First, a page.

Securious supports Plymouth University Secure South West 10 – 13th February 2018.
The Secure South West 10 event was jointly organised by the University of Plymouth and Plymouth City Council, and is supported by the south west branches of BCS – The Chartered Institute for IT; and the Institute of Information Security Professionals.
Secure South West 10 “is specifically offered for the benefit of organisations in the south west, giving an opportunity for awareness-raising and access to expertise without the need to travel out of the region.”
Will biometrics replace passwords?
The schedule started with a presentation by Alan Goode from Goode Intellience about whether biometrics would replace passwords. Goode talked about how the use of biometrics is now seen as a more convenient method to access mobile phones – especially with the small size of touch screens and trying to enter long and complex passwords.
Goode explained that 80% of hacking related breaches are the result of weak or stolen passwords. He also discussed the ability to identify ‘liveness’ so that a live person can be identified rather than a picture or worse (digit that had removed to use for fingerprint!). However, he also highlighted that these type of attacks were target attacks and not scalable.
He also discussed the barriers to the adoption of Biometrics, and some of this being down to a lack of standardisation which the FIDO Alliance are trying to address.
Securing the supply chain – 3rd party collaboration
Anne Sercombe from the Met Office discussed the benefits of collaboration between 3rd party suppliers and organisations to create a more secure environment. She highlighted that there is always a risk when you allow a third party connection to your environment. Example incidents historically include
- Target in 2013 where an external party who serviced their air-conditioning, had access to their network ,
- TalkTalk (2014 & 2015) where support was outsourced to India and the use of a third party to create their website, and
- Dominos 2017 where a third party were no longer being used but still had their information.
Sercombe said that obviously compliance certificates such as ISO 27001 and Cyber Essentials are important in this assurance process together with assurance questionnaires, but using Attack Trees (introduced by Bruce Schneider in 1999) proved to be a useful methodology for the Met Office to model threats against computer systems with third party suppliers, as part of a collaborative exercise and then to working together to mitigate the risks that had been identified.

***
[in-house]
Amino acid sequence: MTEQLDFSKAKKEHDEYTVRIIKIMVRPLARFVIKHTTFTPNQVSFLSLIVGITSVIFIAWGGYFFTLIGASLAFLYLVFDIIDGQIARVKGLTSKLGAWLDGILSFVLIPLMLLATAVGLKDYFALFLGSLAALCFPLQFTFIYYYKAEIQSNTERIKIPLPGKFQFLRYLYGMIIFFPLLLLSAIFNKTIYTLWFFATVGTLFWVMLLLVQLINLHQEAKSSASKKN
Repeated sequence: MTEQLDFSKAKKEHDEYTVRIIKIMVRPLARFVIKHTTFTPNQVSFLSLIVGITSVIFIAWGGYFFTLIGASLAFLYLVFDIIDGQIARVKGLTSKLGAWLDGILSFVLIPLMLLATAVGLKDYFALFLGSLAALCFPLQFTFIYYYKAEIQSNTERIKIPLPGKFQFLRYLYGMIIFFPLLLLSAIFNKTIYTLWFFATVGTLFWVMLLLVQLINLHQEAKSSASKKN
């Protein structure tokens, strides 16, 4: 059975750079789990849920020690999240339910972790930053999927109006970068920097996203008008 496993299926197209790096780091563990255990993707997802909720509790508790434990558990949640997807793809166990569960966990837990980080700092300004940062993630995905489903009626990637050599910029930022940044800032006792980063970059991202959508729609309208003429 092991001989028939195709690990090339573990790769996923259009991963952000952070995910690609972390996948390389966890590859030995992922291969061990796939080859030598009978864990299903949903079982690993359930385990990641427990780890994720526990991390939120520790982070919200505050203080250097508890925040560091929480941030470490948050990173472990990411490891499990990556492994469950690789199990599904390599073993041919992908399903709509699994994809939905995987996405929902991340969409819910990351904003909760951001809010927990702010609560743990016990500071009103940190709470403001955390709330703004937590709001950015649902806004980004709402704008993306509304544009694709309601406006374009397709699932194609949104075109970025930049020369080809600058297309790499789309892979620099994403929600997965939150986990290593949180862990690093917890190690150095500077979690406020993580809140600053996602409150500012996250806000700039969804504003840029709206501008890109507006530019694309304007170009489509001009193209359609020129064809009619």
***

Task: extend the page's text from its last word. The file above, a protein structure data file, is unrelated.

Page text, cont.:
Phishing emails – how easy are they to spot?
Ismini Vasileiou, a lecturer at the University of Plymouth, talked about social engineering, particularly phishing emails. She had us all up out of our seats examining the screens to determine whether example emails were real of fake, and then using voting buttons to communicate our thoughts. We then also worked together on our tables using example phishing emails to identify the key triggers for spotting phishing emails.
Are passwords dead?
Steven Furnell of the University of Plymouth had to step in to fill in for one of the presenters who had been unable to attend at the last minute. He talked about enhancing passwords, and despite the long predicted death of passwords, he asked us to confirm that the majority of attendees had either used a password that day or the preceding day.
The main takeaway is that though good advice is to use strong passwords (in excess of eight characters, using upper and lower case, alphanumeric, an additional character, not being a dictionary words and not including personal information) this was not enforced on all websites when creating user accounts. Even if it was, often there was no guidance at the point of creating that password which would help individuals to create stronger passwords. When guidance was in place, the passwords that ere used became significantly better.
Technology – or the way we use it?
Stuart Baker from Securious was one of the panellists discussing “what’s the problem-technology or the way we use it?” followed by Jonathan Burnett from Microsoft who gave a presentation on Security awareness. This was the first Secure South West event Stuart had attended. He said
” Secure South West is a great opportunity to meet both Cyber Security professionals and students – the panel discussions are a great way to get everyone involved and to share knowledge”
Developing a guide for cyber security
To end the day Andrew Martin, a professor from the University of Oxford, presented project CyBok: Developing and using a guide to the body of knowledge in cyber security. They are working on creating a pathway with academics and professionals gathering a body of knowledge to decide what cyber security actually is – 20 pages on 20 cyber security subjects. This would identify the most important qualities and break this down at each level of knowledge from schools through to professionals.
Secure South West events are free and held bi-annually at the University of Plymouth and are always a highly informative event and well worth attending. Videos of previous presentations are available on the Secure South West website
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